The Biggest Outbound Sales Mistakes Founders Make, Episode 8


Founders are a rare breed. 

They’ve set out to put their dents in the universe.

And they are willing to take large risks to get there. The odds of making it are long, and the hours brutal. 

It’s also very lonely. 

Not everyone is willing to sacrifice it all to make the world better. Because founders are no ordinary people, they usually gravitate to one another and bond when they first meet. 

Game recognizes game. Cut from the same cloth, they sniff each other out as members of this rarified air. 

And yet, founders forgo leaning on this commonality.


In the last 8 years, hundreds of founders have come to me for coaching on their sales and go-to-market challenges. I’ve done my best to help. And in doing so, I’ve spotted patterns: those costly outbound sales mistakes that keep occurring, and that prevent startups from growing to their full potential. Over 10 weeks, we’ll examine each of these very closely: at the pace of one per week. Consider this your mini-series on the biggest outbound sales follies founders make. And here’s your 8th installment. Read on.

Founders forget to leverage one of their main strengths: founder-to-founder kinship.

One of the ways founders can leverage this kinship with fellow founders is by introducing themselves properly and asking other founders for feedback. The founder on the receiving end usually sees themselves in the outbounding founder and feels obliged to respond.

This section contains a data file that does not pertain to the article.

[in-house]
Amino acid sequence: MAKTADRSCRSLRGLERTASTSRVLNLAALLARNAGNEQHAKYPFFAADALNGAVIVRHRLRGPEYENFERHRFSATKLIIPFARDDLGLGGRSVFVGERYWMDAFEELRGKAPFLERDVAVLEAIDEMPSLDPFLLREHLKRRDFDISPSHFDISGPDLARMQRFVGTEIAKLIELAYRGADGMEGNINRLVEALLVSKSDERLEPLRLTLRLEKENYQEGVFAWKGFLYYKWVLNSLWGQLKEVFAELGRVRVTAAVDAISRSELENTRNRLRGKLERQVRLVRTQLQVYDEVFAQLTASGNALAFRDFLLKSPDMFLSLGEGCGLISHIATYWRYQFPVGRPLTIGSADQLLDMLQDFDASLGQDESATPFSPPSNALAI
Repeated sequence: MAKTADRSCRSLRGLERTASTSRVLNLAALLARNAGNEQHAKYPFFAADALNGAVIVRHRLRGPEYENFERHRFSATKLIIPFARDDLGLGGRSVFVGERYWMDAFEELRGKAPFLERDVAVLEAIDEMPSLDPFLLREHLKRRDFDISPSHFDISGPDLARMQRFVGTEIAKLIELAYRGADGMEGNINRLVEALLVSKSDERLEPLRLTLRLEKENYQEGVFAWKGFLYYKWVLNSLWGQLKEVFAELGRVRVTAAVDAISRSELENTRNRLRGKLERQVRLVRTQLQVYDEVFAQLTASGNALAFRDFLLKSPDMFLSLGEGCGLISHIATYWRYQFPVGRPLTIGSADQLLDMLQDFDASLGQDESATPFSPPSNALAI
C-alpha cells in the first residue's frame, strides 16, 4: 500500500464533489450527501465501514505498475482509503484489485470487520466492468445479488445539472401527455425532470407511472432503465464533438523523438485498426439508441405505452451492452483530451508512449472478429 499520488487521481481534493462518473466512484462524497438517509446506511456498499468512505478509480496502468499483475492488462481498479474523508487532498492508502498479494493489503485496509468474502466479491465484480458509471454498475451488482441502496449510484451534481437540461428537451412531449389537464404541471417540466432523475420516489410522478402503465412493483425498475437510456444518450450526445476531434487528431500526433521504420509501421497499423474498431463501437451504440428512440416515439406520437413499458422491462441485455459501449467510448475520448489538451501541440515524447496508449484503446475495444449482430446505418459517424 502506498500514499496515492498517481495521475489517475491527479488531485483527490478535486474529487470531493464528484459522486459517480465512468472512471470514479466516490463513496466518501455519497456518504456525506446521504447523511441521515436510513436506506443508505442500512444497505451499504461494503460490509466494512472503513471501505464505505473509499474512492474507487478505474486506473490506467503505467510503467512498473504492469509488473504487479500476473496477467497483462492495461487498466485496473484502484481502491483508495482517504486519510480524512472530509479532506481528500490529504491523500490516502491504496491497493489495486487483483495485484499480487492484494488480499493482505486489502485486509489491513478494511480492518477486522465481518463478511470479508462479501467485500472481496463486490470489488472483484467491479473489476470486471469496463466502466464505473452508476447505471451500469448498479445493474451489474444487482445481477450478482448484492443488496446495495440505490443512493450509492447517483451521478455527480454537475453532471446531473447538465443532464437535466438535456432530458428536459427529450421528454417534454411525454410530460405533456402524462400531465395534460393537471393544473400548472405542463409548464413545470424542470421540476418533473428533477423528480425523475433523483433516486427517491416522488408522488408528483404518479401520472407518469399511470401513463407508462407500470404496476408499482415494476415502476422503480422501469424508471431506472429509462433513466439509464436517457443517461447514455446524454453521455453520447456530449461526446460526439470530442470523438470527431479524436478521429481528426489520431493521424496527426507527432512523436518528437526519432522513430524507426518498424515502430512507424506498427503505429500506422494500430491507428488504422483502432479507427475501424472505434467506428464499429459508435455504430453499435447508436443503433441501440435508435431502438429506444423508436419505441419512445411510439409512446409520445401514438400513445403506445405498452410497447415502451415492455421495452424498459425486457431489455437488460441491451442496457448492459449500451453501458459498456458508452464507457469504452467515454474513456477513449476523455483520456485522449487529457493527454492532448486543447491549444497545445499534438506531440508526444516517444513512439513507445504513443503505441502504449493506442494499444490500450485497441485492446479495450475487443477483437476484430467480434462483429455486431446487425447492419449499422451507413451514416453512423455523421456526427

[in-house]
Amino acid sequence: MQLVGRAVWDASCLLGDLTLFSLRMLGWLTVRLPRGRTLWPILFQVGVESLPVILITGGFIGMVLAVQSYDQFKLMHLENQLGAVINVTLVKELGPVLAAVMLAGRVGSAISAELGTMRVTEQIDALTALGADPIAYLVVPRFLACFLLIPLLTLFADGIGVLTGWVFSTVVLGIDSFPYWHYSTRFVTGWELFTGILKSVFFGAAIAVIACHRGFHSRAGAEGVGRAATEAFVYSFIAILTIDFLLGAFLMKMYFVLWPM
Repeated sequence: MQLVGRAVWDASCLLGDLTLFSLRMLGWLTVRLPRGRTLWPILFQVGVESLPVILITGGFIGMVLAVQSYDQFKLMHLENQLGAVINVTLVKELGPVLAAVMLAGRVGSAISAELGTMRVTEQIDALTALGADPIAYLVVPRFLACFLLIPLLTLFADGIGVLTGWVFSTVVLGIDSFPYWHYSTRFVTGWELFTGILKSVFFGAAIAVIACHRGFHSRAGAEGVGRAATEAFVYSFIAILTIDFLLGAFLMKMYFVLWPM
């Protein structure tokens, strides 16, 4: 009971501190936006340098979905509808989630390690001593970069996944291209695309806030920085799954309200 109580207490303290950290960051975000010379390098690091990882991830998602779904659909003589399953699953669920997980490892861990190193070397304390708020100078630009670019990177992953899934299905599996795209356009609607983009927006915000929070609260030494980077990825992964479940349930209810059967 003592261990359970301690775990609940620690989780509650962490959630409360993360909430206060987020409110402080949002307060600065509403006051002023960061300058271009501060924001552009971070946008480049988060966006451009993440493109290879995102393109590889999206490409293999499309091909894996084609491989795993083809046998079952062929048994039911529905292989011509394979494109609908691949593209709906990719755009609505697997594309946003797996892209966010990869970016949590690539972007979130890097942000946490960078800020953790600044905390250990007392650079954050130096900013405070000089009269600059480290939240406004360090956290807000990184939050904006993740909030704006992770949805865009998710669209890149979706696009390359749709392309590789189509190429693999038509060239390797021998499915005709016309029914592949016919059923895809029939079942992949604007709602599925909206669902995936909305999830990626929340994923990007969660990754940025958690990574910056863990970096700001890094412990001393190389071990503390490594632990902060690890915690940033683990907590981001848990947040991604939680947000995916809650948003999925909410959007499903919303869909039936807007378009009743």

After all, they’ve been in those shoes and have trekked that solitary, treacherous path. Yet very few founders think to leverage this advantage they have over others. 

There’s even a bonus corollary to this maxim. Prospects – even non-founders – would rather talk and interact with founders than coin-operated salespeople. This translates to higher response rates and more introductory calls booked. 

It makes complete sense. If you’re a prospect who suffers from a pain point that was mentioned in an outbound email, you’re more enthused to talk to the person who has studied the problem intensely and crafted a solution over the past two-plus years, than a salesperson whose sole goal is fattening their next commission check. 

Who could blame you? Empathy for your problem is going to overflow from the founder. They’ve gotten so close to the issue you’re facing they can taste it. Even if they didn’t directly suffer from it. Knowing this founder has invested great chunks of their existence making something that will enhance your life has you leaning in. “You understand me!”, is the overwhelming feeling you get when thinking about the founder’s dedication to your cause.  

This is such a powerful force in go-to-market, that we often recommend that hired sales reps impersonate their bosses – the founders – in their outbound messages. It’s a shrewd tactic known and widely used in sales circles. The delta in difficulty between breaking into accounts as a founder and doing the same as a salesperson is a major reason why going from founder-led sales to salesperson-led sales feels like an arduous transition for most startups. But more on that in future writings.


Next week, we’ll expose a founder faux pas that turns off a sizeable portion of folks out in the market. Perceived as a “power move” by some, it can ruin your chances of garnering interest from prospects.